In Re Tabak et al. was afterwards reported in 34 F.2d 209, 211. I quote from the language of Judge Dickinson in that case as follows: "The mere accounting finding is a relatively easy one to make. This will not, however, base a contempt proceeding. To found this there must be some specific thing which the bankrupt is to do which he can do if willing. When the motion to commit for contempt is made, this may be sent to the referee for the required finding. Such a course would be productive of delays. Another course would be to refer the finding of fact to a jury. The third and only remaining course is to have the referee, if contempt proceedings are contemplated, return with his findings a finding of the specific property withheld and by whom. The court may then act upon the motion to commit when it is made."

 Counsel for the bankrupts does not assail the turn-over order because of the vices which I have pointed out. He confines his attack to the narrow ground that an order has been entered against two persons requiring them to turn over merchandise of a specified value or its money equivalent, without any finding as to how much merchandise or cash is in the possession of each of these persons. Under this order, he argues, if each of the bankrupts were assumed to have one-half the property or cash in his possession, he could not free himself from attachment for contempt by turning over the one-half part in his possession, because by the order he is required, jointly with his partner, to turn over all of it. The same reasoning would apply to any other fractional division of the property and cash as between the partners. The trustee counters by saying that to adopt the argument of the bankrupts, the court must ignore the fundamental principles of partnership law. I do not conceive that the principles of partnership law have any application to a case such as this, where human liberty is the ultimate stake. Granting that it may become impossible, on applying the principles here announced to partnership cases, to secure a turn-over order for deficiencies established by mere accounting methods, yet the ends of justice do not thereby fail of attainment. The bankruptcy law contains ample provisions whereby bankrupts may be punished for fraudulent acts or perjury; and the accounting deficiency, if unexplained, may be used as the basis for an order denying discharge to the bankrupts. Creditors stand to loss nothing by such a procedure; but even if it were otherwise, the Court could not, under the guise of helping creditors secure payment of their debts, permit the liberty of a bankrupt to be jeopardized upon vague, uncertain and indefinite charges of withholding undescribed and unspecified merchandise or cash.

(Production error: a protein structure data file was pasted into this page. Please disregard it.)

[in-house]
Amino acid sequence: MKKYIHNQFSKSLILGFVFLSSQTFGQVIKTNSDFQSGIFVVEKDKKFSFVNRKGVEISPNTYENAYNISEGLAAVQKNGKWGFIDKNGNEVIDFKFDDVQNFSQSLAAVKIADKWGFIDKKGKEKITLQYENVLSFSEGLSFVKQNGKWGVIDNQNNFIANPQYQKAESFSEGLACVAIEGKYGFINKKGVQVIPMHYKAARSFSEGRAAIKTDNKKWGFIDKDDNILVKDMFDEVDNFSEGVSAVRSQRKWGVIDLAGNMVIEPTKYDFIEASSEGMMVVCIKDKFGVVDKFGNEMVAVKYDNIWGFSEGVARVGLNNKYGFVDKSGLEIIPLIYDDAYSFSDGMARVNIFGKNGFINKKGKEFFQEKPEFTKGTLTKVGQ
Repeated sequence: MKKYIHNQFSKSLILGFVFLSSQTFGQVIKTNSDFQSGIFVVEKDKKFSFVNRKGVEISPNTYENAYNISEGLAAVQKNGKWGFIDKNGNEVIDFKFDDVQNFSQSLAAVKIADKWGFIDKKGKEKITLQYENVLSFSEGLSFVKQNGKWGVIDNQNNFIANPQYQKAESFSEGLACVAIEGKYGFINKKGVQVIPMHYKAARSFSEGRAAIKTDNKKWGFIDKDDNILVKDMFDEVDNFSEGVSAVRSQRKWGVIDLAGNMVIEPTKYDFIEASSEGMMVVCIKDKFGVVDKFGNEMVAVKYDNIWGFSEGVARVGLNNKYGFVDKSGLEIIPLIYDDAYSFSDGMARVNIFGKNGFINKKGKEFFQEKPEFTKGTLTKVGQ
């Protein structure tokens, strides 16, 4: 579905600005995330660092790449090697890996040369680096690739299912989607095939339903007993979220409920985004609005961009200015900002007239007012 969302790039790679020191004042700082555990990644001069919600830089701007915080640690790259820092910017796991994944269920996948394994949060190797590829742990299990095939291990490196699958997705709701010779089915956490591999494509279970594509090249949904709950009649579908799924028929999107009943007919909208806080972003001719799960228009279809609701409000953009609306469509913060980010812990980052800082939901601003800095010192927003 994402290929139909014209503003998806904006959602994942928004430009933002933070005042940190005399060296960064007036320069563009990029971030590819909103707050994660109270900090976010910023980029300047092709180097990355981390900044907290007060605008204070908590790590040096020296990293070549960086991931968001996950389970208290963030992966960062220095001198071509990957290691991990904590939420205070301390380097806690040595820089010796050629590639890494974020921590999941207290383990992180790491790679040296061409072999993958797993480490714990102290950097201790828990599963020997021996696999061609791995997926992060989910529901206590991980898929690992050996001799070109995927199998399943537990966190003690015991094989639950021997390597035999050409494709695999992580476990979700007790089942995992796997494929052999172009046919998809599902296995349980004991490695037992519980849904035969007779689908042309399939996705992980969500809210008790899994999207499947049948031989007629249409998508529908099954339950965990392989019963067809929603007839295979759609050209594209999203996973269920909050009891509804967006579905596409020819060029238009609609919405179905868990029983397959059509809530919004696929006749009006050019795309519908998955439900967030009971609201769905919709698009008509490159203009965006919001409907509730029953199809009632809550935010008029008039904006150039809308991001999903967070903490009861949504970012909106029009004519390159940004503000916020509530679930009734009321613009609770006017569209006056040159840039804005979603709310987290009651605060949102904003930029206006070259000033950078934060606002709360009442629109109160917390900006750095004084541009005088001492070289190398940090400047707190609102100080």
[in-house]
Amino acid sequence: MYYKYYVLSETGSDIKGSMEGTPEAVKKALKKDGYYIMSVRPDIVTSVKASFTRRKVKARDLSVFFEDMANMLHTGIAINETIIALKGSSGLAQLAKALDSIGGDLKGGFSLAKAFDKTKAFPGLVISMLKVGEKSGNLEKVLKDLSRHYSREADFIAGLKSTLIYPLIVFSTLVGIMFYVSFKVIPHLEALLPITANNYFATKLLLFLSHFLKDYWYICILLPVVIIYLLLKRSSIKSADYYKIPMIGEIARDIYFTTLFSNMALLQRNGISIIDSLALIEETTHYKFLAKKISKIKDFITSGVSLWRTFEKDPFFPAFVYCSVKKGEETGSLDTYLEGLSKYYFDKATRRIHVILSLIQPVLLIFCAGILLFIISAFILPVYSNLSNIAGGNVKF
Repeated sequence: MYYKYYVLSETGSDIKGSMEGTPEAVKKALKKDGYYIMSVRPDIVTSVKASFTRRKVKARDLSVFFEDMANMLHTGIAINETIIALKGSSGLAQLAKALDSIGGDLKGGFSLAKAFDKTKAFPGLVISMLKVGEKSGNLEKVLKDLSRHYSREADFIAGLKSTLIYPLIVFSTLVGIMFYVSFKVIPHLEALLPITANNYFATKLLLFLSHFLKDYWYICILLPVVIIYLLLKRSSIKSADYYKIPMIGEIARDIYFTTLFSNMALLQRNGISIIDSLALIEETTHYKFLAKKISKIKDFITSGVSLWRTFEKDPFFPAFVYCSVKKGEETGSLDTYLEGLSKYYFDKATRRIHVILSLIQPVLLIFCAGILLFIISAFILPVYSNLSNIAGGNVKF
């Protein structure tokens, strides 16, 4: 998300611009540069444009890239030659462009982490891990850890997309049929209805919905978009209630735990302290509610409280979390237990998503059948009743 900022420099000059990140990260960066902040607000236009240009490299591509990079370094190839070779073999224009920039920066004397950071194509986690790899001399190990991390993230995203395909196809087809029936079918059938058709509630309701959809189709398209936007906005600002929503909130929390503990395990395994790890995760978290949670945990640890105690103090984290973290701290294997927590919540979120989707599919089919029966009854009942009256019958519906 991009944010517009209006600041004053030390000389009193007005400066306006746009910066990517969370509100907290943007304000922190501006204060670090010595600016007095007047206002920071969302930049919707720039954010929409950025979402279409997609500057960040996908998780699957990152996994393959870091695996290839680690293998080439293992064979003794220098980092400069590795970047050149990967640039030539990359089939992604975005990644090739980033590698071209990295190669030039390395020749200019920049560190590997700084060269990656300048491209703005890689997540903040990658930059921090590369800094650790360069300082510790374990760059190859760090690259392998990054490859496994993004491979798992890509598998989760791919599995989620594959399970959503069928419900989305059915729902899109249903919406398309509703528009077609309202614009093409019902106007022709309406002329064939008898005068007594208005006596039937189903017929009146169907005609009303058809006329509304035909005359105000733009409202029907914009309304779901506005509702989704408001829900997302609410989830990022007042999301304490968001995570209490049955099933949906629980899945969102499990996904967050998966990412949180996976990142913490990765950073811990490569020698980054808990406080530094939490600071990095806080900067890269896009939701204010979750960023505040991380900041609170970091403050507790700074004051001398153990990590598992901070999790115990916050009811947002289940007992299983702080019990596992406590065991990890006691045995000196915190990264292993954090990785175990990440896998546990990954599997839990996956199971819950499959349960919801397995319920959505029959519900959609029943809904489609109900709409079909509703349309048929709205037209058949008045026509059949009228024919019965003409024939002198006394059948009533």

I agree with the contention of the bankrupts that, as a prerequisite to a valid turn-over order against the two bankrupts, there must be a finding by the referee that each has in his possession certain specified merchandise or cash belonging to the estate; and the order must be directed against the individuals separately, and must specify what merchandise or cash each individual is required to turn over to the trustee. In re Tabak et al., supra.

 For the foregoing reasons, the case must be referred back to the referee for the purpose of making the additional finding of what property is being concealed, and whether both, or which one, of the individual bankrupts have control of it.

 An order may be entered in accordance with the foregoing opinion.